Author Contributions

C.R.d.V. and G.D.C. established and maintained all micro-algal cultures. M.N., A.H.D., J.J.F., and M.L.S. conceived and designed the experiments. C.R.d.V. and A.H.D. drafted the manuscript. S.M.L. designed and performed the antimicrobial experiments and analyzed the corresponding data. K.-E.L. designed and performed the antiviral experiments and analyzed the corresponding data. P.T. contributed reagents/materials/analysis tools, supervised the antimicrobial and antiviral experiments, and contributed to data analyses and to writing the paper. V.H. and M.P. took part in cell line based anti-proliferative activity-assay planning, execution, and data analysis. J.H. took part in the execution of the cell viability screens. H.R. took part in planning the experiments and sample preparation. C.D.M. designed the apoptosis experiments, performed the experiments, and analyzed the corresponding data. J.J.F. and M.L.S. carried out data analysis and wrote the paper. All authors contributed to the final version of the manuscript.

Acknowledgments

This work was supported by the grants EU FP7-KBBE-3-245137 (MAREX), CTQ2014-55888-C03-01 (the Spanish MINECO) and by the Academy of Finland (PT, grant no. 277001). The authors thank Dr. Santiago Fraga (Oceanographic Centre of Vigo, IEO, Spain) for the generous gift of microalgae strains and Pirjo Käpylä for the valuable technical assistance in the high throughput anticancer assays carried out at VTT.

Conflicts of Interest

The authors declare no conflicts of interest.

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Figure 1. Antimicrobial screening results for microalgae extracts (biomass extracts: dark bars, cell free culture medium extracts: light bars) at 100 µg/mL concentration against: (A) E. faecalis (ATCC 29212), (B) S. aureus (ATCC 25923), (C) E. coli (ATCC 25922), and (D) C. albicans (ATCC 90028). Ciprofloxacin was used as a reference antibiotic in the antibacterial assays. MIC90 (minimum inhibitory concentration) values for E. faecalis, S. aureus, and E. coli were 3, 1.5, and 0.048 μM (1, 0.5 and 0.016 μg/mL), respectively. Amphotericin B was used as a reference in the antifungal assay (MIC90 = 0.5 μM (0.5 μg/mL)).
Figure 1. Antimicrobial screening results for microalgae extracts (biomass extracts: dark bars, cell free culture medium extracts: light bars) at 100 µg/mL concentration against: (A) E. faecalis (ATCC 29212), (B) S. aureus (ATCC 25923), (C) E. coli (ATCC 25922), and (D) C. albicans (ATCC 90028). Ciprofloxacin was used as a reference antibiotic in the antibacterial assays. MIC90 (minimum inhibitory concentration) values for E. faecalis, S. aureus, and E. coli were 3, 1.5, and 0.048 μM (1, 0.5 and 0.016 μg/mL), respectively. Amphotericin B was used as a reference in the antifungal assay (MIC90 = 0.5 μM (0.5 μg/mL)).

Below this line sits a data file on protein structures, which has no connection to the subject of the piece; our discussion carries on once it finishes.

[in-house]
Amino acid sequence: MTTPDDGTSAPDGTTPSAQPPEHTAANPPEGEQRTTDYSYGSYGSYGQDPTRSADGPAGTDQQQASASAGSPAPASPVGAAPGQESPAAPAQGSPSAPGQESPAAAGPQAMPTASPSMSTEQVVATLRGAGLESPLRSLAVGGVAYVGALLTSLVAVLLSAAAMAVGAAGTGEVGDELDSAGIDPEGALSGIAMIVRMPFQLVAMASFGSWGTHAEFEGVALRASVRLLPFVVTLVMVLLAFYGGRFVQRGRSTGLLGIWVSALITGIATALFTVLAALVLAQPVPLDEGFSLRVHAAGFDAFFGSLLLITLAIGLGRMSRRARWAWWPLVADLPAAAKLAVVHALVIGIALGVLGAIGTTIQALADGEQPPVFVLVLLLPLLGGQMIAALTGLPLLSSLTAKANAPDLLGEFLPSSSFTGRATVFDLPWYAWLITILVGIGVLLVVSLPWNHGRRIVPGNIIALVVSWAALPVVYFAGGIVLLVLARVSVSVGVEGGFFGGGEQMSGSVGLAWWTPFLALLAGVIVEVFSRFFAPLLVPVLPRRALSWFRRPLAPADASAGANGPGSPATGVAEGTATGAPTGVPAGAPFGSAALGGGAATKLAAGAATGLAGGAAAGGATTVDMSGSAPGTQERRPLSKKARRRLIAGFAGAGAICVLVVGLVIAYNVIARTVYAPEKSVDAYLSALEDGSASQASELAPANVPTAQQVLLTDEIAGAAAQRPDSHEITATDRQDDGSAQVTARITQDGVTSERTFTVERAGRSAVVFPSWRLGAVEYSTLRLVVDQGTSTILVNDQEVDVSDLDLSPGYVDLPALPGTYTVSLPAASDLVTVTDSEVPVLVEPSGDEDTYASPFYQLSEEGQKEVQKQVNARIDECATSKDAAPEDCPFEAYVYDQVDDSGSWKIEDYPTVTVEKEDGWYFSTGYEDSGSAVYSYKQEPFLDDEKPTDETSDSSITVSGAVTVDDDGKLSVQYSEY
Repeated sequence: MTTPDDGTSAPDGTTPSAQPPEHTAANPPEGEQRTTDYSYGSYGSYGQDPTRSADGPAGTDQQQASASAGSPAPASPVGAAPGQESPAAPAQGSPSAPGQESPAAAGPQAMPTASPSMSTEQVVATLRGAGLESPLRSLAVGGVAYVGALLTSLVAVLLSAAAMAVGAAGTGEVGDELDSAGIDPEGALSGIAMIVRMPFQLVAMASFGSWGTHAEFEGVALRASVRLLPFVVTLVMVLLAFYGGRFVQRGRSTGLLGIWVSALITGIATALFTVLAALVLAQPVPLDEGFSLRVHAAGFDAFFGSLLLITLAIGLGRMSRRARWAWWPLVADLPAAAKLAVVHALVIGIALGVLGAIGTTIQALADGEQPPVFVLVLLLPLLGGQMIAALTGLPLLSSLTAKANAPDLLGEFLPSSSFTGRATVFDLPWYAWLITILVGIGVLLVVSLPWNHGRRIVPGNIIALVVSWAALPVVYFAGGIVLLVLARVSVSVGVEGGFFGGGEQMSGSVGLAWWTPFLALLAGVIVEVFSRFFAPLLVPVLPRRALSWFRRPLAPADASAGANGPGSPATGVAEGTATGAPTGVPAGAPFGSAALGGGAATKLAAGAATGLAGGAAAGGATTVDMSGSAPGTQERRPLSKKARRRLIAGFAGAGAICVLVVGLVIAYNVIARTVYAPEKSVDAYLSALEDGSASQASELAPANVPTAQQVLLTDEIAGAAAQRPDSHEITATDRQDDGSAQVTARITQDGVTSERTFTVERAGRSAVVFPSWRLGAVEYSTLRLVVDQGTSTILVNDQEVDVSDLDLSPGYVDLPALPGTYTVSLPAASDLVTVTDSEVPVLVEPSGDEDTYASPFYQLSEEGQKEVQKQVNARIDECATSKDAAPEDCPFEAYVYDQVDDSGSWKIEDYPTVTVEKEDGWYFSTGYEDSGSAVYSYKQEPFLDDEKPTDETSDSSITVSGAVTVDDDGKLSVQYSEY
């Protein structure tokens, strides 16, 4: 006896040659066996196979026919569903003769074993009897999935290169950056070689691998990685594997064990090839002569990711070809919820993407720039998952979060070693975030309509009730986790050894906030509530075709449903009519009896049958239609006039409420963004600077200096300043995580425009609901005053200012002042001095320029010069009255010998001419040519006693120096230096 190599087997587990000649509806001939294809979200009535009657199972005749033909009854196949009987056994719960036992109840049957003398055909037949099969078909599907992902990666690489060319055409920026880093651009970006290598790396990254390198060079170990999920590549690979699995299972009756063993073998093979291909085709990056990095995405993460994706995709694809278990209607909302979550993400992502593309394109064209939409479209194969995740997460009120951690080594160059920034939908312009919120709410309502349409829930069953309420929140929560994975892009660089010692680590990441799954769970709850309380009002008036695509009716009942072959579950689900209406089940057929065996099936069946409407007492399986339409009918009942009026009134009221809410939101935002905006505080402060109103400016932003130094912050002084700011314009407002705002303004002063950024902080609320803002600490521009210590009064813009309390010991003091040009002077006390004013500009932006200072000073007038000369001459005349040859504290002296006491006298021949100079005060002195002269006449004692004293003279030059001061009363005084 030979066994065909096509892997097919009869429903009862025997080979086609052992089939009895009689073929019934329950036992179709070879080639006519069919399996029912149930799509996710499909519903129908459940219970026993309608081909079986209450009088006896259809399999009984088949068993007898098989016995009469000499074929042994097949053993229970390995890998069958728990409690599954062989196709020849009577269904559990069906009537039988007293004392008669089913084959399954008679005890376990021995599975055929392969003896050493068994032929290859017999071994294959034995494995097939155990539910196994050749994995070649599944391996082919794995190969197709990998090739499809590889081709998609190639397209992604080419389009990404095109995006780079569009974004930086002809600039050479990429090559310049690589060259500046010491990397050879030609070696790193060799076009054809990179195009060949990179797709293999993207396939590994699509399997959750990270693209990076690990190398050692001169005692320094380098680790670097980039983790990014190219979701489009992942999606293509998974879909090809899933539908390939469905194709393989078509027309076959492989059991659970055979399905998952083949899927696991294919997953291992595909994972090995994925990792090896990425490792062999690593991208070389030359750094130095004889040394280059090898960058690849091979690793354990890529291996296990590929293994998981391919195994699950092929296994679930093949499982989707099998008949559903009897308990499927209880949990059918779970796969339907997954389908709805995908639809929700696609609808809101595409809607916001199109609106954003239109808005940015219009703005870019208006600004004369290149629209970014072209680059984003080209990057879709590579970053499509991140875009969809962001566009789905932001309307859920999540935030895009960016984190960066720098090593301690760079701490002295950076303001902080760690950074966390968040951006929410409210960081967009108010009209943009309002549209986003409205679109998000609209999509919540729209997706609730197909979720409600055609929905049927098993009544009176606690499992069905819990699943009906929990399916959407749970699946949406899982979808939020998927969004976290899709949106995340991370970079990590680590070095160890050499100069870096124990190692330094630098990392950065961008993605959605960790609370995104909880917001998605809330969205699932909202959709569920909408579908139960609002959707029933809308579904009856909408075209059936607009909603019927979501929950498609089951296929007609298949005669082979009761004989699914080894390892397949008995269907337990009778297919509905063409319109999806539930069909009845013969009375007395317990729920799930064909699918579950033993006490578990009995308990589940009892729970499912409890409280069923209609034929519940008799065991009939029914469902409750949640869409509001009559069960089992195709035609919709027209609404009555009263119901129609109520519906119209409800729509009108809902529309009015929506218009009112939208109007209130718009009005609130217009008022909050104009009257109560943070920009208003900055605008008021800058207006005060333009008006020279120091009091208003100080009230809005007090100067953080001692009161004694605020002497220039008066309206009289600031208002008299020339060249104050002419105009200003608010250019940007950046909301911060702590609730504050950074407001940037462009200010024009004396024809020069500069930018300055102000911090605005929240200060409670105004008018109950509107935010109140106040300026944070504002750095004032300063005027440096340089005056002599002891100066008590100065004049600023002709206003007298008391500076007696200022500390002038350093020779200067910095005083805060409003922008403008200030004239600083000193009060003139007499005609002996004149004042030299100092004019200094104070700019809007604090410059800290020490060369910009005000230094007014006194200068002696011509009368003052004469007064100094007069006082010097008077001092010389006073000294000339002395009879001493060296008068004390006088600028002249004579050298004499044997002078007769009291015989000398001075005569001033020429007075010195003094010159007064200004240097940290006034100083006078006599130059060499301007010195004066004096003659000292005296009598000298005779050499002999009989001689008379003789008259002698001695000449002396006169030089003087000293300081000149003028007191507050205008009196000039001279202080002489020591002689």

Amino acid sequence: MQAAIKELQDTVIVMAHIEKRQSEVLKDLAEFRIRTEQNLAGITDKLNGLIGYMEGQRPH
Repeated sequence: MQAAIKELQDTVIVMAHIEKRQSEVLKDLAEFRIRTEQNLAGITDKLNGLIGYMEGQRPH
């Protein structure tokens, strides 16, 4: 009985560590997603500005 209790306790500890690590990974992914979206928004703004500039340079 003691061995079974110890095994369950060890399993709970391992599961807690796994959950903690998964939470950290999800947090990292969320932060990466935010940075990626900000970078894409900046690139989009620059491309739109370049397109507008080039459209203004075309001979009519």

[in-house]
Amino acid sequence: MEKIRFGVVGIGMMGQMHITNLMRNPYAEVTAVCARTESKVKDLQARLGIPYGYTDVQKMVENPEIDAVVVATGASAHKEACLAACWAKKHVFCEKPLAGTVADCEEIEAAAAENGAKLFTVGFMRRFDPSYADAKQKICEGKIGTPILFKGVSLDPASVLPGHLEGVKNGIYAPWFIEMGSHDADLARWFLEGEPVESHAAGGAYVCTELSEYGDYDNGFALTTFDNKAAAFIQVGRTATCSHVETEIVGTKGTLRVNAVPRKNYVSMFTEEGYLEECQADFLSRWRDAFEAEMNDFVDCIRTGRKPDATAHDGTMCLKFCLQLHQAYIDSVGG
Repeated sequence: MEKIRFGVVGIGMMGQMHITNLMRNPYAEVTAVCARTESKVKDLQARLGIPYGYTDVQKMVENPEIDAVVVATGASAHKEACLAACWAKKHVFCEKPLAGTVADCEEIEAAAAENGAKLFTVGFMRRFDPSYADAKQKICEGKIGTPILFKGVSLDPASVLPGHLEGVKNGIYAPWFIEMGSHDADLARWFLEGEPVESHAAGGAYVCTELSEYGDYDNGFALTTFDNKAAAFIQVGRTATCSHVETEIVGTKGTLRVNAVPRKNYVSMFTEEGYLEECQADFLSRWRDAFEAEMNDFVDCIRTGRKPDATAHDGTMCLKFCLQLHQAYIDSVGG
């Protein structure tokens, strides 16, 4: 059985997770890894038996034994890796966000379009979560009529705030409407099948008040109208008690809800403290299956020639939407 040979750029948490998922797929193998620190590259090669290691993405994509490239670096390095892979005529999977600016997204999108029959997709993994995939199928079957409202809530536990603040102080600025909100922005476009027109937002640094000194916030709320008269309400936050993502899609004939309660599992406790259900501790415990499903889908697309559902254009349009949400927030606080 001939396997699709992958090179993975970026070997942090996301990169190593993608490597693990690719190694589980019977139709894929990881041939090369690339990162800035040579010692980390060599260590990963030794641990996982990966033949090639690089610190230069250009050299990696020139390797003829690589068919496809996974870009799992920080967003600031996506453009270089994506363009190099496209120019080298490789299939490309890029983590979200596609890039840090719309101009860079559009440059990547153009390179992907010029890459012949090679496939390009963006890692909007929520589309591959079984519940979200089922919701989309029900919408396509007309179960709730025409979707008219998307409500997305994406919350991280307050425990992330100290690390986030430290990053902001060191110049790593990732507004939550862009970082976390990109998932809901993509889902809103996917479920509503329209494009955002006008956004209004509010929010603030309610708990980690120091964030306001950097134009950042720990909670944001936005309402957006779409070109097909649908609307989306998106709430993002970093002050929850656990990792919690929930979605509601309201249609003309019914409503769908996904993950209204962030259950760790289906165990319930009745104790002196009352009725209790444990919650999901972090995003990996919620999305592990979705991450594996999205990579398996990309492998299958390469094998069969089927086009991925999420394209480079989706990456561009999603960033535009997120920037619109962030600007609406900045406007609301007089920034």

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Figure 2. Inhibition of CHIKV replicon (%) of microalgae extracts at 100 µg/mL. Dark bars represent biomass extracts and light bar cell free culture medium extracts.
Figure 2. Inhibition of CHIKV replicon (%) of microalgae extracts at 100 µg/mL. Dark bars represent biomass extracts and light bar cell free culture medium extracts.
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Figure 3. Growth inhibition (%) against cell lines: MCF-10A (breast cells), MCF-7 (breast cancer cells), LNCaP, and PC-3 (prostate cancer cells). All the samples were tested at 50 µg/mL.
Figure 3. Growth inhibition (%) against cell lines: MCF-10A (breast cells), MCF-7 (breast cancer cells), LNCaP, and PC-3 (prostate cancer cells). All the samples were tested at 50 µg/mL.
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Figure 4. Dose-response results for anti-proliferative activity for selected specimen against tumorigenic (MCF-7) and non-tumorigenic (MCF-10A) breast cell lines and two tumorigenic prostate cell lines (LNCaP, PC-3) at 0.5 µg/mL (green), 5 µg/mL (purple), and 50 µg/mL (blue) concentration.
Figure 4. Dose-response results for anti-proliferative activity for selected specimen against tumorigenic (MCF-7) and non-tumorigenic (MCF-10A) breast cell lines and two tumorigenic prostate cell lines (LNCaP, PC-3) at 0.5 µg/mL (green), 5 µg/mL (purple), and 50 µg/mL (blue) concentration.
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Figure 5. Apoptosis inducing activities (%) of HEPG-2 hepatocytes. Dark bars represent biomass extracts and light bar cell free culture medium extracts. Test carried out at 100 µg/mL.
Figure 5. Apoptosis inducing activities (%) of HEPG-2 hepatocytes. Dark bars represent biomass extracts and light bar cell free culture medium extracts. Test carried out at 100 µg/mL.
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Figure 6. Distribution of the microalgae strains evaluated in this study as a function of their phylum including a proportion of active or inactive extracts in each case.
Figure 6. Distribution of the microalgae strains evaluated in this study as a function of their phylum including a proportion of active or inactive extracts in each case.